This Week's Director's Tip
At the end of the auction, whoever is on lead, must make their lead BEFORE entering the contract on their scorecard or into the BridgeMate.
Master Point Promotions

Well done to the following recent Masterpoint promotions

April 2019
Philip Meats to 2* Regional Master
Bryan Willis to 1* Premier Master
Alastair Spence to Premier Master
March 2019
Alan Perkins to 1* Regional Master
Devizes Bridge School
Devizes Bridge School

Do you live in the Devizes area?

Would you like to learn how to play Bridge or have you played Bridge or similar card games before and would like to improve?

A Fast-Track Bridge Course is starting on 26 February in Devizes.

Please click on 'Bridge Tuition' on the menu above for more details or to contact Chaz and Lucy Cross to discuss your requirements.

Play Etiquette
Laws of Duplicate Bridge and Play Etiquette and Best Behaviour at Bridge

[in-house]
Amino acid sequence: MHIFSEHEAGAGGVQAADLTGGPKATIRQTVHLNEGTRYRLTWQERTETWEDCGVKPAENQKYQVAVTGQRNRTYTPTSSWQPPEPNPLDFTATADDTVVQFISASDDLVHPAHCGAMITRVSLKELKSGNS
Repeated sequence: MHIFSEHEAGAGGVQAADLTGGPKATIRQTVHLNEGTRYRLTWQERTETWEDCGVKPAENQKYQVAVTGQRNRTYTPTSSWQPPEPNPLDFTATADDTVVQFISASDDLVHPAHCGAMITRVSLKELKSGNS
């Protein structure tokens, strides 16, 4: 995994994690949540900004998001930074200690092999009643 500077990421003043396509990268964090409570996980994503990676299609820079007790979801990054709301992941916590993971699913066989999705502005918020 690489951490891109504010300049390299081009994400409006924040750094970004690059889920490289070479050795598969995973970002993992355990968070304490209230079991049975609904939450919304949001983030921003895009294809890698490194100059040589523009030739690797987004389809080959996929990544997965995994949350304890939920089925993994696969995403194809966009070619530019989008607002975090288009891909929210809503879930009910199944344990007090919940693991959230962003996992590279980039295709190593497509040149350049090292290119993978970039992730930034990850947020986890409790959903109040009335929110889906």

Play Etiquette

Guidance on the Laws of Duplicate Bridge and Play Etiquette


No rulings may be made at the table by anyone other than the Director.  The Director is there to sort things out when something goes wrong and to make sure everything is fair for all players.
If you are not happy with the bidding, any aspect of the play of the cards at the table or the behaviour of your opponents, please call the Director immediately.  This includes, but is not limited to, Calls out of Turn, Leads out of Turn, Insufficient Bids, Misinformation, Failures to Alert or Announce, Revokes, Hesitation and Claims.  Do not try to make any corrections yourself as this will often lead to more problems.
It is important for everyone to note that calling the Director is not an accusation or criticism.  It is done to ensure fairness to all concerned and to every player in the room.